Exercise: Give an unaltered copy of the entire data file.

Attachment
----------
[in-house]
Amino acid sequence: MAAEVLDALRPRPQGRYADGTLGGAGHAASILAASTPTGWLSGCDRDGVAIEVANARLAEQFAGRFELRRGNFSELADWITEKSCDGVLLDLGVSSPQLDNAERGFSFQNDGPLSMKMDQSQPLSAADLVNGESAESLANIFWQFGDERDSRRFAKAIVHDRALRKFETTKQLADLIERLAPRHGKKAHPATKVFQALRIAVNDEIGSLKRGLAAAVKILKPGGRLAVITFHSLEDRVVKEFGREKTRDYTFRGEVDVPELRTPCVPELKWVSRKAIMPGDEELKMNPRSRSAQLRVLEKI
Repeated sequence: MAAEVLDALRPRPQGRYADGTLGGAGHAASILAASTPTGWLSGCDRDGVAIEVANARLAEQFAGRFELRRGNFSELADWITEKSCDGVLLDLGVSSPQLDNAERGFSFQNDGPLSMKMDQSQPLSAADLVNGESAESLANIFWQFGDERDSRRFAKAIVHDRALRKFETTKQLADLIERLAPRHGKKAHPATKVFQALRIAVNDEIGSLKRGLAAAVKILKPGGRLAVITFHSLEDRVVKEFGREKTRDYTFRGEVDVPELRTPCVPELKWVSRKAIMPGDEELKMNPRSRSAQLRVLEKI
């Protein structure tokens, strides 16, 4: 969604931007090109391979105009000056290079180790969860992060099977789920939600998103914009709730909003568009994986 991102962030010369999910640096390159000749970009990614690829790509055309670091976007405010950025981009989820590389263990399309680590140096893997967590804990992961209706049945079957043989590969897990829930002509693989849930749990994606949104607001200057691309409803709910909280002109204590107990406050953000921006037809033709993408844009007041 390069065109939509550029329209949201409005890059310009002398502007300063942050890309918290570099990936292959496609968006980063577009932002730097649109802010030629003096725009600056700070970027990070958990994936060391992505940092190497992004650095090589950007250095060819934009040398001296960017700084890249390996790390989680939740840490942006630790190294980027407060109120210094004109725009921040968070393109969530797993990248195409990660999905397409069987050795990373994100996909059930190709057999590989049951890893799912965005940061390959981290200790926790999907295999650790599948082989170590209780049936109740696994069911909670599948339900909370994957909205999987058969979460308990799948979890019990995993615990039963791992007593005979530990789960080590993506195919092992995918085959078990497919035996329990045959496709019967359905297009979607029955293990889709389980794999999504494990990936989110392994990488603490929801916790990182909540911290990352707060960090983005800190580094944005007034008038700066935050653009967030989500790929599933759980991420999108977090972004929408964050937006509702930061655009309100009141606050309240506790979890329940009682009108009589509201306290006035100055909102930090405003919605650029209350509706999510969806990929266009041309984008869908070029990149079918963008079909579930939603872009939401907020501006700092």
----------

[in-house]
Amino acid sequence: MAAEVLDALRPRPQGRYADGTLGGAGHAASILAASTPTGWLSGCDRDGVAIEVANARLAEQFAGRFELRRGNFSELADWITEKSCDGVLLDLGVSSPQLDNAERGFSFQNDGPLSMKMDQSQPLSAADLVNGESAESLANIFWQFGDERDSRRFAKAIVHDRALRKFETTKQLADLIERLAPRHGKKAHPATKVFQALRIAVNDEIGSLKRGLAAAVKILKPGGRLAVITFHSLEDRVVKEFGREKTRDYTFRGEVDVPELRTPCVPELKWVSRKAIMPGDEELKMNPRSRSAQLRVLEKI
Repeated sequence: MAAEVLDALRPRPQGRYADGTLGGAGHAASILAASTPTGWLSGCDRDGVAIEVANARLAEQFAGRFELRRGNFSELADWITEKSCDGVLLDLGVSSPQLDNAERGFSFQNDGPLSMKMDQSQPLSAADLVNGESAESLANIFWQFGDERDSRRFAKAIVHDRALRKFETTKQLADLIERLAPRHGKKAHPATKVFQALRIAVNDEIGSLKRGLAAAVKILKPGGRLAVITFHSLEDRVVKEFGREKTRDYTFRGEVDVPELRTPCVPELKWVSRKAIMPGDEELKMNPRSRSAQLRVLEKI
């Protein structure tokens, strides 16, 4: 969604931007090109391979105009000056290079180790969860992060099977789920939600998103914009709730909003568009994986 991102962030010369999910640096390159000749970009990614690829790509055309670091976007405010950025981009989820590389263990399309680590140096893997967590804990992961209706049945079957043989590969897990829930002509693989849930749990994606949104607001200057691309409803709910909280002109204590107990406050953000921006037809033709993408844009007041 390069065109939509550029329209949201409005890059310009002398502007300063942050890309918290570099990936292959496609968006980063577009932002730097649109802010030629003096725009600056700070970027990070958990994936060391992505940092190497992004650095090589950007250095060819934009040398001296960017700084890249390996790390989680939740840490942006630790190294980027407060109120210094004109725009921040968070393109969530797993990248195409990660999905397409069987050795990373994100996909059930190709057999590989049951890893799912965005940061390959981290200790926790999907295999650790599948082989170590209780049936109740696994069911909670599948339900909370994957909205999987058969979460308990799948979890019990995993615990039963791992007593005979530990789960080590993506195919092992995918085959078990497919035996329990045959496709019967359905297009979607029955293990889709389980794999999504494990990936989110392994990488603490929801916790990182909540911290990352707060960090983005800190580094944005007034008038700066935050653009967030989500790929599933759980991420999108977090972004929408964050937006509702930061655009309100009141606050309240506790979890329940009682009108009589509201306290006035100055909102930090405003919605650029209350509706999510969806990929266009041309984008869908070029990149079918963008079909579930939603872009939401907020501006700092």